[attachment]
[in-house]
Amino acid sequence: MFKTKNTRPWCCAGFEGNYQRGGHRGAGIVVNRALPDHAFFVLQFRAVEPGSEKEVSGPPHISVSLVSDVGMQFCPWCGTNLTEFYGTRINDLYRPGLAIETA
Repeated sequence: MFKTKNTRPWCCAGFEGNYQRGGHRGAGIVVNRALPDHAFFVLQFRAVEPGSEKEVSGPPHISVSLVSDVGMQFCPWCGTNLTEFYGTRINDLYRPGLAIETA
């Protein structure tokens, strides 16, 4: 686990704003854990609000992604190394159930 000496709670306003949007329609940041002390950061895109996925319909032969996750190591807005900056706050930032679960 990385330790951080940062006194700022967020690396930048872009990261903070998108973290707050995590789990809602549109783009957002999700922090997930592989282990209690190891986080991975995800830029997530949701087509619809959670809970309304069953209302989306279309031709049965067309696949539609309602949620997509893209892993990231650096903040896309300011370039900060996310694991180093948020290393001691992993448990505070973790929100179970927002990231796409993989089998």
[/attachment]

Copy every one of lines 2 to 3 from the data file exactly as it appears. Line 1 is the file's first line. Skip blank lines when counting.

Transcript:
Amino acid sequence: MFKTKNTRPWCCAGFEGNYQRGGHRGAGIVVNRALPDHAFFVLQFRAVEPGSEKEVSGPPHISVSLVSDVGMQFCPWCGTNLTEFYGTRINDLYRPGLAIETA
Repeated sequence: MFKTKNTRPWCCAGFEGNYQRGGHRGAGIVVNRALPDHAFFVLQFRAVEPGSEKEVSGPPHISVSLVSDVGMQFCPWCGTNLTEFYGTRINDLYRPGLAIETA